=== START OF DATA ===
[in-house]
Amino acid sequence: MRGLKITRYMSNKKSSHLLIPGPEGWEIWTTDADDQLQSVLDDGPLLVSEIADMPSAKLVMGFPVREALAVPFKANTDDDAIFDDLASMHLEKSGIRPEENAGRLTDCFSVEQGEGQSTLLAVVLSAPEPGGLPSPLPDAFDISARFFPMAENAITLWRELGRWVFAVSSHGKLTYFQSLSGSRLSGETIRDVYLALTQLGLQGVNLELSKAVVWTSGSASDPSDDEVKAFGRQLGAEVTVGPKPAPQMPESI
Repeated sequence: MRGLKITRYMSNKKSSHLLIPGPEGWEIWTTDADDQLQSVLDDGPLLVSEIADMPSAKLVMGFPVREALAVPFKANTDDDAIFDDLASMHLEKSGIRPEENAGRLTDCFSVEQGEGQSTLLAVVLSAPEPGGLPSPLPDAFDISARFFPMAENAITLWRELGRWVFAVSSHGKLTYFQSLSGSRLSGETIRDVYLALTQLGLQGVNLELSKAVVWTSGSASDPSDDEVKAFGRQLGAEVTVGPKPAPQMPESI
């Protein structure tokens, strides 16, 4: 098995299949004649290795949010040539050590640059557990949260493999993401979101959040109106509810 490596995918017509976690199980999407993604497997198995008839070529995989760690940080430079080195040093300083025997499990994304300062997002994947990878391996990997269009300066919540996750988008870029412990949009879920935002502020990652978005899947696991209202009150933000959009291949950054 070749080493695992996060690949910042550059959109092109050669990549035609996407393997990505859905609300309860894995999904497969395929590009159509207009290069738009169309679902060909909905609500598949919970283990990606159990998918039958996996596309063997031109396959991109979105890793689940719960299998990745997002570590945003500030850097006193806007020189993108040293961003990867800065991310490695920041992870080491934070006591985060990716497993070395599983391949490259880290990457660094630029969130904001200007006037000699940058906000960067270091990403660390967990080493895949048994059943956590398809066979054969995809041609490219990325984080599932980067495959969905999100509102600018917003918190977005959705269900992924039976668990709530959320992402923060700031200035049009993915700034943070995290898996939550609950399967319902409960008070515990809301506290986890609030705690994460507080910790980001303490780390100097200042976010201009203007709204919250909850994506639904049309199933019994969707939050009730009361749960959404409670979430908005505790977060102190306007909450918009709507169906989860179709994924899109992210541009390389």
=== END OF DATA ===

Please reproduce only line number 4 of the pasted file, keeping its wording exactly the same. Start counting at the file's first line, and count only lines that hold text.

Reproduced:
């Protein structure tokens, strides 16, 4: 098995299949004649290795949010040539050590640059557990949260493999993401979101959040109106509810 490596995918017509976690199980999407993604497997198995008839070529995989760690940080430079080195040093300083025997499990994304300062997002994947990878391996990997269009300066919540996750988008870029412990949009879920935002502020990652978005899947696991209202009150933000959009291949950054 070749080493695992996060690949910042550059959109092109050669990549035609996407393997990505859905609300309860894995999904497969395929590009159509207009290069738009169309679902060909909905609500598949919970283990990606159990998918039958996996596309063997031109396959991109979105890793689940719960299998990745997002570590945003500030850097006193806007020189993108040293961003990867800065991310490695920041992870080491934070006591985060990716497993070395599983391949490259880290990457660094630029969130904001200007006037000699940058906000960067270091990403660390967990080493895949048994059943956590398809066979054969995809041609490219990325984080599932980067495959969905999100509102600018917003918190977005959705269900992924039976668990709530959320992402923060700031200035049009993915700034943070995290898996939550609950399967319902409960008070515990809301506290986890609030705690994460507080910790980001303490780390100097200042976010201009203007709204919250909850994506639904049309199933019994969707939050009730009361749960959404409670979430908005505790977060102190306007909450918009709507169906989860179709994924899109992210541009390389």